With only one minute left on the clock in the fourth quarter, the Michigan women’s basketball team (8-2 Big Ten, 19-5 overall) trailed Iowa, 68-65. The Wolverines hadn’t led since the end of the first quarter, and had gone down by as much as 15 points over the course of the game.

But the energy in Crisler Center was pulsing, and the crowd was deafening. As freshman guard Kysre Gondrezick stepped up to the free-throw line, she felt the pressure of the intense game and the chance to redeem herself after missing three of her last six attempts at the line.

This time, she sunk both tries.

“I said, ‘If I miss another free throw’ … I told (senior guard Siera Thompson) ‘If I get the ball, come get it from me,’ ” Gondrezick said. “I think we just had a tough day at the line, but we were able to convert when it mattered.”

The score was now 68-67, and Michigan was close to solidifying what once seemed an unlikely victory. But 58 seconds remained, and coming within one point of a victory was not enough.

Seconds later, Gondrezick snagged a poorly-handled Iowa ball and bolted down the court, passing it forward to an open Katelynn Flaherty. The junior guard finished the layup at the 47-second mark. The Wolverines led for the first time in over 30 minutes, but their lead was still tremulous.

The Hawkeyes (5-5, 14-9) were not done battling. Iowa passed around the offensive zone, carefully setting up a 3-point attempt that just missed. But it still managed a hard-fought layup, swinging the lead back in favor of the Hawkeyes.

With just 35 seconds left on the clock, the Wolverines needed to overcome their scoring struggles — they scored just 44.1 percent from the floor all game  — to keep their home record immaculate. A timeout was called, and Michigan coach Kim Barnes Arico gave her team a play to run — but things turned out differently on the court.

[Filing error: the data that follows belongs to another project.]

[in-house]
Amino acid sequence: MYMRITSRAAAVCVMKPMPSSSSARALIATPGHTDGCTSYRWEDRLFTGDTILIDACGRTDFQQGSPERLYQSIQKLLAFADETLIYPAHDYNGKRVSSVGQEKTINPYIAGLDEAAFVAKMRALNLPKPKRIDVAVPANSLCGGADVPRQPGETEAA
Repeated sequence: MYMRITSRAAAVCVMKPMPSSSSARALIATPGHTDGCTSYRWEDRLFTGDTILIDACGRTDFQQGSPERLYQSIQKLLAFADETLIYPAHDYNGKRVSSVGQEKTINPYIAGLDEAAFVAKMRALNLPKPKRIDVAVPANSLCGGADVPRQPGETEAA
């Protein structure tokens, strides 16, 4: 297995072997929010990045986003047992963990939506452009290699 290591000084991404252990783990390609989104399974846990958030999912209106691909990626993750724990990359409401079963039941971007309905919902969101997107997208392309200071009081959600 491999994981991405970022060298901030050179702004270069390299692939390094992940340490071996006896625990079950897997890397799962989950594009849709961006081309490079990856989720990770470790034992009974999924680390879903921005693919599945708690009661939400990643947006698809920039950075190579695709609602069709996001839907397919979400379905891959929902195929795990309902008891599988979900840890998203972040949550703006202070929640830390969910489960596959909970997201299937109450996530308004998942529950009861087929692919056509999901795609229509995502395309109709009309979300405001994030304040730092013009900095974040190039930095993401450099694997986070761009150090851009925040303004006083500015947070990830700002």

“We would have had (sophomore forward Hallie Thome shoot) first, Katelynn second, Kysre third,” Barnes Arico said. “So (sophomore guard Nicole Munger) was actually a screener in that play. But she had the best matchup.”

Munger cut to the outside from beyond the 3-point line, got her shoulder in front of the defender and drove down the baseline, burying a layup.

“That was just the move that she made to the basket,” Gondrezick said. “It’s a move that she makes in practice every day, and it showed in the game. So we trusted her.”

But there were still 20 seconds on the clock, and the ball was in Iowa’s possession. Once again, the Hawkeyes missed a 3-point attempt, and there to snatch the rebound was Munger, who got fouled in the process.

Despite missing her free throw attempts, the ball ended up back in the Wolverines’ hands, as Thompson grabbed the ball off of Munger’s second attempt and was promptly fouled as well. With just six seconds left, she scored one of two attempts, earning Michigan’s final point for its 72-70 win.

The seconds that remained could have been enough time for Iowa to sink a 3-pointer, but Barnes Arico still had a few tricks up her sleeve.

“We had so many fouls to give that we were trying to foul in the back court and stop the play,” Barnes Arico said.

The Wolverines gave three of their four remaining fouls in the last three seconds of the game, slowing things down and killing off the clock so the Hawkeyes had no chance to reclaim the lead. As the buzzer sounded, both the team and the crowd exploded with cheers to celebrate Michigan’s comeback victory.

“Last year we didn’t come out on the winning side of these games,” Barnes Arico said. “We had to go all the way down to the wire to get our lead and to win the game, and I think it took everything we had.”

Added Gondrezick: “That’s our motto. By any means, we just have to find a way to win.”

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